Heart-Healthy Eating Lifestyle

The American Heart Association has published a “2021 Dietary Guidance to Improve Cardiovascular Health” this week in their journal Circulation.  This guidance focuses on the role that nutrition plays in all stages of life on cardiovascular health and the importance of maintaining a healthy eating pattern that takes into account the balance, variety, amounts and combinations of foods that you eat on a regular basis.  They point out that it’s not about focusing on individual foods or fad diets, but instead adopting a lifestyle that is sustainable in the long term.

Their evidence-based guidance outlines 10 features of a heart-healthy dietary pattern:

  1. Adjust energy intake and expenditure to achieve and maintain a healthy body weight.  This means that you have to take into account your age, activity level, sex, and size and make sure that the amount of food that you take in is balanced out by the amount of exercise you do to make sure you don’t become obese.  They recommend at least 150 minutes of moderate physical activity per week to help you achieve that balance.
  2. Eat plenty of fruits and vegetables, choose a wide variety.  Deeply colored fruits and vegetables like leafy greens and berries tend to be more nutrient dense than the lighter colored ones.  Whole fruits and vegetables provide more dietary fiber and keep you fuller longer, so whenever possible eat the whole fruit or veggie instead of drinking its juice.  By eating a wide variety of fruits and vegetables, you’re more likely to get all the essential nutrients and phytochemicals that you need, and don’t be afraid to buy frozen which will last longer and offer similar nutrient content, perhaps even at a lower price.
  3. Choose foods made mostly with whole grains rather than refined grains.  Eating whole grains is associated with lower risk of heart disease, as well as benefiting gut health and helping to keep you regular.
  4. Choose healthy sources of protein.  This should include mostly protein from plants (legumes and nuts), fish and seafood, low-fat or fat-free dairy, and lean cuts if you choose meat or poultry, avoiding red and processed meats.
  5. Use liquid plant oils rather than tropical oils (coconut, palm, palm kernel), animal fats (butter and lard), and partially hydrogenated fats.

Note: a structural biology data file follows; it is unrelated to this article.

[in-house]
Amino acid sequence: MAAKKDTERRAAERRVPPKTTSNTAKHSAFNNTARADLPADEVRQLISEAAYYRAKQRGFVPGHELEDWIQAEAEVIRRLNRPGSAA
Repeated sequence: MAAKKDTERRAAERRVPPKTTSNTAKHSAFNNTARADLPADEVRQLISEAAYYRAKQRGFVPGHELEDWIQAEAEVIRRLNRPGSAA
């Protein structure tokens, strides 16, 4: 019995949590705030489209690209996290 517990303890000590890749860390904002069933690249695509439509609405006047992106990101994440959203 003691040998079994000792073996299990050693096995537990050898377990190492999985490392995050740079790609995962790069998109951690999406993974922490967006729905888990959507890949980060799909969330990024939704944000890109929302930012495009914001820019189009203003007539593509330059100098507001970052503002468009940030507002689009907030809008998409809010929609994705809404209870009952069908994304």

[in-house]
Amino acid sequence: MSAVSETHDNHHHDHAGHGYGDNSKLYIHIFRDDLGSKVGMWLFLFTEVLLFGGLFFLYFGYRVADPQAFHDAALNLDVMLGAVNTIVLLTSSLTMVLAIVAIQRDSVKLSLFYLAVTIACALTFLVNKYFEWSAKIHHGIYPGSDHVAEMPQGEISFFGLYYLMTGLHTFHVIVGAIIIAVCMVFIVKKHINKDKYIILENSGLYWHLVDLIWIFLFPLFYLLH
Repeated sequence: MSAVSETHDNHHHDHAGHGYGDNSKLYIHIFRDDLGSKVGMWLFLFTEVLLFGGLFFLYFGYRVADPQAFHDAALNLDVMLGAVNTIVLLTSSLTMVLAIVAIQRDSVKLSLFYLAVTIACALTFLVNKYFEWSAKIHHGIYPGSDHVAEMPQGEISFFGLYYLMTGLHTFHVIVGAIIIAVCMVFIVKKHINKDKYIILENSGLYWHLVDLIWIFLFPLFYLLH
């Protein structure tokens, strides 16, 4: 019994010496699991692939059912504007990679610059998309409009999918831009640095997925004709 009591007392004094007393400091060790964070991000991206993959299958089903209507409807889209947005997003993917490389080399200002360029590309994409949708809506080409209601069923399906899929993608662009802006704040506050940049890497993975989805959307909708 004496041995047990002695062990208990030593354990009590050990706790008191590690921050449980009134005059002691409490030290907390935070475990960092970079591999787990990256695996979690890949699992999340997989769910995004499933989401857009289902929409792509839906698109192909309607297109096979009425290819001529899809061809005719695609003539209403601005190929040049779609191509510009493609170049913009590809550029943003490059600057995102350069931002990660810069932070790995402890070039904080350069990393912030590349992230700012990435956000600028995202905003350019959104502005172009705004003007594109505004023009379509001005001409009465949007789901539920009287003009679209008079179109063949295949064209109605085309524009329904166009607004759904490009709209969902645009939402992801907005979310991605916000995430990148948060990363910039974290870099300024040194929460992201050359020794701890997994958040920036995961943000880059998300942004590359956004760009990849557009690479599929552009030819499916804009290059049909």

6. Choose minimally processed foods instead of ultra-processed foods.
  7. Minimize intake of beverages and foods with added sugars.
  8. Choose and prepare foods with little or no salt.
  9. If you do not drink alcohol, do not start; if you choose to drink alcohol, limit intake.
  10. Adhere to this guidance regardless of where food is prepared or consumed.  This means that even if you’re eating out you can make choices like brown rice instead of white, or purchasing whole grain pasta instead of white.

They also point out that the dietary fiber in plant foods, including fruits, vegetables, whole grains, nuts, seeds, beans, and legumes, is associated with better heart health; a high-quality diet is associated with a lower risk of all-cause mortality, heart disease and related mortality, cancer and related mortality, diabetes, and neurogenerative diseases; healthy dietary patterns like the Mediterranean-style diet are linked to better cognitive abilities and slower decline with age.  The added bonus comes with the fact that mostly plant-based diets also benefit our environment because animal-based food production and consumption contribute substantially to greenhouse gas emissions, and water and land usage, resulting in a lower carbon footprint.

We also need to overcome societal challenges to adhering to heart-healthy dietary patterns.  These include targeted marketing of unhealthy foods and beverages, structural racism, neighborhood segregation, and food and nutrition insecurity.  From the time of fetal development and early childhood through all life stages, it’s important to educate and establish lifelong healthy eating patterns in all segments of the population.

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